Portland mayor wants federal agents out of restive US city
The mayor of Portland demanded the withdrawal of federal officers from the northwestern U.S. city, accusing them of dangerously escalating the situation with abusive, unconstitutional tactics against protesters.
The accusations followed another night of protests in the Oregon city that saw a police association building set aflame.
Mayor Ted Wheeler said federal officers sent to the city had escalated a long-running standoff between protesters and police with tactics that included scooping people off the streets into unmarked vans without identifying themselves.
"What's happening here is we have dozens, if not hundreds, of federal troops descending upon our city. What they're doing is they are sharply escalating the situation," Wheeler said on CNN's "State of the Union."
"Their presence here is actually leading to more violence and more vandalism. And it's not helping the situation at all.
"They're not wanted here. We haven't asked them here. In fact, we want them to leave," he said.
The Oregon attorney general and the American Civil Liberties Union filed a lawsuit late on July 17 against the federal government, accusing it of overstepping its powers and injuring or threatening peaceful protesters.
The deployment of Homeland Security officers in camouflage uniforms last week followed threats by U.S. President Donald Trump to use federal might to restore order after a weeks-long standoff between protesters and police.
The Portland protests were part of a nationwide wave against police brutality sparked by the killing in May of George Floyd, the unarmed African American who died when a police officer knelt on his neck for nearly nine minutes.
In a tweet on July 19, Trump, who has been campaigning as a "law and order" president, said the federal government was "trying to help Portland, not hurt it."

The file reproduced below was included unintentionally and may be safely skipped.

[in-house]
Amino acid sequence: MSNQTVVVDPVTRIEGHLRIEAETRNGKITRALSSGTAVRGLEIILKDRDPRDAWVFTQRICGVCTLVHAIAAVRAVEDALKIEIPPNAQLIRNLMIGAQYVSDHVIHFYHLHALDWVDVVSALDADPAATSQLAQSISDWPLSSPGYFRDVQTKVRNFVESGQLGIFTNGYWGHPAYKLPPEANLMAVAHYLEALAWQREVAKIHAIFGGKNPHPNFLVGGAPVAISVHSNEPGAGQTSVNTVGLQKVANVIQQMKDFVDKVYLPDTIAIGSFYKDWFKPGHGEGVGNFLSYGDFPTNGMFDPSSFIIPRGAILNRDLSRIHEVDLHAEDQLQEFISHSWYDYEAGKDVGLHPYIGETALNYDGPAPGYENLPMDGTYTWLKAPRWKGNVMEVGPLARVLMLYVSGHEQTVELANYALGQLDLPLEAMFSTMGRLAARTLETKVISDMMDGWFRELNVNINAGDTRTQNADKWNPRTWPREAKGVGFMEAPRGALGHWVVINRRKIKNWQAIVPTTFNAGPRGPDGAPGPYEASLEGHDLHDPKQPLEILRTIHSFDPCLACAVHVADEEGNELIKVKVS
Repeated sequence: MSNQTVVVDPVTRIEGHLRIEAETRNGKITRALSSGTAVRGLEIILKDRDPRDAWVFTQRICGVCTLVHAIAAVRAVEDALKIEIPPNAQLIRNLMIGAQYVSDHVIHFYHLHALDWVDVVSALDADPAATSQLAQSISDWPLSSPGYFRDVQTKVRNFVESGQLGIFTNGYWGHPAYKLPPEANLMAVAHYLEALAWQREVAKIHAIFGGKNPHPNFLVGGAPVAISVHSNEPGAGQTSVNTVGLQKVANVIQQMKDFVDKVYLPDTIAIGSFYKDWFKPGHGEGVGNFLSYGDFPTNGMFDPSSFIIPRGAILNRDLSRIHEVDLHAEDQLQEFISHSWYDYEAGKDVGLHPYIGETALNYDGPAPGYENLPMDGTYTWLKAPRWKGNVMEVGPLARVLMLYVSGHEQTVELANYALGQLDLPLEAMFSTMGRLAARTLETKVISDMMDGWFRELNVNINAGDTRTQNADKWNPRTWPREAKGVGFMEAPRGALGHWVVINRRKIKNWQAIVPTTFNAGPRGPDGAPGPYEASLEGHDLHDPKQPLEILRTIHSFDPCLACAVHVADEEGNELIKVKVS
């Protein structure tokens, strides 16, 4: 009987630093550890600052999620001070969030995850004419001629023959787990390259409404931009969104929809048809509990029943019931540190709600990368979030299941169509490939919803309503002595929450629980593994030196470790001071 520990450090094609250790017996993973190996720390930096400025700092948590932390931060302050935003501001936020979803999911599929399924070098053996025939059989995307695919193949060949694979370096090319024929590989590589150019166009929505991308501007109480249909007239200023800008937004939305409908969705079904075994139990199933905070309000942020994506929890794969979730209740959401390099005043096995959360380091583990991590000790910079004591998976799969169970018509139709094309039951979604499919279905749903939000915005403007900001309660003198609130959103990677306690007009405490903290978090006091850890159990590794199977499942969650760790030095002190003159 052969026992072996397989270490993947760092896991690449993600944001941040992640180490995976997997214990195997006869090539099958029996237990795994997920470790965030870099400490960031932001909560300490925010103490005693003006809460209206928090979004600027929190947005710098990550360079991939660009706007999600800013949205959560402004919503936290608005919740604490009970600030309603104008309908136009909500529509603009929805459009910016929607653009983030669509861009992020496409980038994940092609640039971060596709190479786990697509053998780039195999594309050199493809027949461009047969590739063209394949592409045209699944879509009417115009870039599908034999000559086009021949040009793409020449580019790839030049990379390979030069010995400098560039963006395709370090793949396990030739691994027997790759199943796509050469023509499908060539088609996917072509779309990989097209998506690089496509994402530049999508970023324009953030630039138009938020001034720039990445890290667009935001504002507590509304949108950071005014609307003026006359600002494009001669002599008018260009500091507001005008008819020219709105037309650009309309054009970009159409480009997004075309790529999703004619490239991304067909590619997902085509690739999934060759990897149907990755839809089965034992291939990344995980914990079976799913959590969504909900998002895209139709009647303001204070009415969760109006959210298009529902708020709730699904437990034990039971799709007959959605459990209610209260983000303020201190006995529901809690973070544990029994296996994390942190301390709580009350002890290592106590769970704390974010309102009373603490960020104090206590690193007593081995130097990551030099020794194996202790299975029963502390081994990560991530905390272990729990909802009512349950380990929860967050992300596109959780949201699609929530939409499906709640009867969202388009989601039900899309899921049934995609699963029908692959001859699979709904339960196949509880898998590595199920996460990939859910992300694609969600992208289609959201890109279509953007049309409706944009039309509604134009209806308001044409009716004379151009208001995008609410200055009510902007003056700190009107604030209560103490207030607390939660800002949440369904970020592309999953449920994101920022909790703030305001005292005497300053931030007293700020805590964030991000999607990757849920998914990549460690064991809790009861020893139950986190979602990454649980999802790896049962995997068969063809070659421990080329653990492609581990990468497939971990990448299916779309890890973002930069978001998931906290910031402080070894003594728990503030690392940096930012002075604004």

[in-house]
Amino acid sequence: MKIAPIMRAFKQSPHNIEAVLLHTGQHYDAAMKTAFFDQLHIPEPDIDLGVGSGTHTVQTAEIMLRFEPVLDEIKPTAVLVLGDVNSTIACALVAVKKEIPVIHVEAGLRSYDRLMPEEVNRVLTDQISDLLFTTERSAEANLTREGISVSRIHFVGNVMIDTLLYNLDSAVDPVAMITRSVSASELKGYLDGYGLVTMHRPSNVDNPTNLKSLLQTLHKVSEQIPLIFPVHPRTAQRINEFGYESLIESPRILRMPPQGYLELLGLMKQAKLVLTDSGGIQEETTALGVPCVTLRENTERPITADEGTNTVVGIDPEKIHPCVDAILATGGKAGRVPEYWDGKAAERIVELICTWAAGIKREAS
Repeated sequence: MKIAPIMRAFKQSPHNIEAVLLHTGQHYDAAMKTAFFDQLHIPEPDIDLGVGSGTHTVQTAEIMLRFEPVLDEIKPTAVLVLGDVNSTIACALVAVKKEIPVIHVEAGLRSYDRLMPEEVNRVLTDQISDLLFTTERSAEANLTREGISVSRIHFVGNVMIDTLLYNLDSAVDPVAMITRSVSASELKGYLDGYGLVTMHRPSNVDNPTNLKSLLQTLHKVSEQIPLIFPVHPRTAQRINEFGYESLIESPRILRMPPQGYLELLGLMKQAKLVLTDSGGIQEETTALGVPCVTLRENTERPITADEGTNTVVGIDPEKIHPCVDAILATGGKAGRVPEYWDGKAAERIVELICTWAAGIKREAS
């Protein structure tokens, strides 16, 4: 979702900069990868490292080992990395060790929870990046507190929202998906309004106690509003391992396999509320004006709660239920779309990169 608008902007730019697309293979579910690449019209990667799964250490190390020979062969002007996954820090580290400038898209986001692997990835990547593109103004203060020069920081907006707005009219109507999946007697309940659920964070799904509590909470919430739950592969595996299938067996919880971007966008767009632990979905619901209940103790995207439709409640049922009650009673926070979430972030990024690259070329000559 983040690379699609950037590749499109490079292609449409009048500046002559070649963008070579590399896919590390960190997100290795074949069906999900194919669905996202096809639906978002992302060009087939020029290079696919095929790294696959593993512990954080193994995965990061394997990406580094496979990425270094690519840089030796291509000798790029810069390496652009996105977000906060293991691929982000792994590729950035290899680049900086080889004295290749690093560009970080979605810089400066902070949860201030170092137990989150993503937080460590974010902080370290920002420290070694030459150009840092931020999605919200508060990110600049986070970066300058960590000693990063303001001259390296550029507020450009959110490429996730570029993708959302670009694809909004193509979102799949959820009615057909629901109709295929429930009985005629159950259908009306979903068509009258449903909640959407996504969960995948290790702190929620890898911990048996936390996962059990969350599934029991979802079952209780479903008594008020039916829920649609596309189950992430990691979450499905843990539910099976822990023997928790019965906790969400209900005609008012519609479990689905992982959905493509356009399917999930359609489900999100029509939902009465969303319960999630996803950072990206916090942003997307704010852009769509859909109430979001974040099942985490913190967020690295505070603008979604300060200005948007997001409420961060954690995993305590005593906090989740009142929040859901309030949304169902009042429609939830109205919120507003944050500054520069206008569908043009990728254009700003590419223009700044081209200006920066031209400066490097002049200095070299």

"Their leadership has, for months, lost control of the anarchists and agitators. They are missing in action," he said.
Wheeler, however, said the presence and actions of the federal officers had ignited "a powder keg."
"The reason we want those federal troops out of our city is they are making the situation much more dangerous.
"I'm worried that one of our residents or one of our local or state law enforcement officers is going to get killed because of the tactics that they are currently engaged in," he said.
Police declared a state of riot early on July 19 after people broke into a Portland Police Association office and set the building on fire.
The blaze was put out and the situation brought under control, the police said on Twitter.
Earlier, at another location outside a judicial center and federal court building that has been at the center of protests, police said people in a large crowd were seen tearing down fencing and using it to barricade courthouse doors.
"Some others tried to persuade them to stop but were shouted down," police said on Twitter.